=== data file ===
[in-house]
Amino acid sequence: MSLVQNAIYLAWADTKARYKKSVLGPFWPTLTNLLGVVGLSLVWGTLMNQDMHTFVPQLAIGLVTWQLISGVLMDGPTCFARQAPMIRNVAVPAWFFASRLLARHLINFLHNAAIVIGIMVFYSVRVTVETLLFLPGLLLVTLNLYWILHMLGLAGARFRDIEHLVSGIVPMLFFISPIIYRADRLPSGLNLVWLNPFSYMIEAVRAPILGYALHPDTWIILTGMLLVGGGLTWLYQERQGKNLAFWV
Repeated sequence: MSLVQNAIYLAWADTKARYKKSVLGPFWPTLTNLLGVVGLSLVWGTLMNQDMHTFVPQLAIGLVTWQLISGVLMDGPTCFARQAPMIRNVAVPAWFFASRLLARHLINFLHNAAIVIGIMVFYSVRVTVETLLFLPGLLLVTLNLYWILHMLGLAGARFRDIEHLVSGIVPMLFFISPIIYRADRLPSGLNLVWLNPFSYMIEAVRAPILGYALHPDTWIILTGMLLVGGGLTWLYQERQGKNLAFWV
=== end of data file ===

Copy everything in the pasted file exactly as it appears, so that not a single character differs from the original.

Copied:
[in-house]
Amino acid sequence: MSLVQNAIYLAWADTKARYKKSVLGPFWPTLTNLLGVVGLSLVWGTLMNQDMHTFVPQLAIGLVTWQLISGVLMDGPTCFARQAPMIRNVAVPAWFFASRLLARHLINFLHNAAIVIGIMVFYSVRVTVETLLFLPGLLLVTLNLYWILHMLGLAGARFRDIEHLVSGIVPMLFFISPIIYRADRLPSGLNLVWLNPFSYMIEAVRAPILGYALHPDTWIILTGMLLVGGGLTWLYQERQGKNLAFWV
Repeated sequence: MSLVQNAIYLAWADTKARYKKSVLGPFWPTLTNLLGVVGLSLVWGTLMNQDMHTFVPQLAIGLVTWQLISGVLMDGPTCFARQAPMIRNVAVPAWFFASRLLARHLINFLHNAAIVIGIMVFYSVRVTVETLLFLPGLLLVTLNLYWILHMLGLAGARFRDIEHLVSGIVPMLFFISPIIYRADRLPSGLNLVWLNPFSYMIEAVRAPILGYALHPDTWIILTGMLLVGGGLTWLYQERQGKNLAFWV